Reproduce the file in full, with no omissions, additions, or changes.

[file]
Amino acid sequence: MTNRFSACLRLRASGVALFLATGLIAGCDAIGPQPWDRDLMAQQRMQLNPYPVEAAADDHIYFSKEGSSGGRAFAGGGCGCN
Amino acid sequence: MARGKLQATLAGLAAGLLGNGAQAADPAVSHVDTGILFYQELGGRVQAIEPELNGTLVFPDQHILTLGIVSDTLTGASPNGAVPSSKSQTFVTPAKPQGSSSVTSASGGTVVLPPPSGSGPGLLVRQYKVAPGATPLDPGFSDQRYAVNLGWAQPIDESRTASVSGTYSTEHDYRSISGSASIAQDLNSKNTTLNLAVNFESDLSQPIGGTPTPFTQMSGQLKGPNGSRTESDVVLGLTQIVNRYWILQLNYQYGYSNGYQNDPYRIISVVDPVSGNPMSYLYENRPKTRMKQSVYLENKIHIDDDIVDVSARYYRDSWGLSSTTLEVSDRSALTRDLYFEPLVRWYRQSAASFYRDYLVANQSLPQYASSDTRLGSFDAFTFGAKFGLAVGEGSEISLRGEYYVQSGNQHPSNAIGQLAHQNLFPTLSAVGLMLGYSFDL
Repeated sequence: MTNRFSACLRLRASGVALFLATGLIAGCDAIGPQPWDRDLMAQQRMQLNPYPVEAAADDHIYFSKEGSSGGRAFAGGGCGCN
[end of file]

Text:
Amino acid sequence: MTNRFSACLRLRASGVALFLATGLIAGCDAIGPQPWDRDLMAQQRMQLNPYPVEAAADDHIYFSKEGSSGGRAFAGGGCGCN
Amino acid sequence: MARGKLQATLAGLAAGLLGNGAQAADPAVSHVDTGILFYQELGGRVQAIEPELNGTLVFPDQHILTLGIVSDTLTGASPNGAVPSSKSQTFVTPAKPQGSSSVTSASGGTVVLPPPSGSGPGLLVRQYKVAPGATPLDPGFSDQRYAVNLGWAQPIDESRTASVSGTYSTEHDYRSISGSASIAQDLNSKNTTLNLAVNFESDLSQPIGGTPTPFTQMSGQLKGPNGSRTESDVVLGLTQIVNRYWILQLNYQYGYSNGYQNDPYRIISVVDPVSGNPMSYLYENRPKTRMKQSVYLENKIHIDDDIVDVSARYYRDSWGLSSTTLEVSDRSALTRDLYFEPLVRWYRQSAASFYRDYLVANQSLPQYASSDTRLGSFDAFTFGAKFGLAVGEGSEISLRGEYYVQSGNQHPSNAIGQLAHQNLFPTLSAVGLMLGYSFDL
Repeated sequence: MTNRFSACLRLRASGVALFLATGLIAGCDAIGPQPWDRDLMAQQRMQLNPYPVEAAADDHIYFSKEGSSGGRAFAGGGCGCN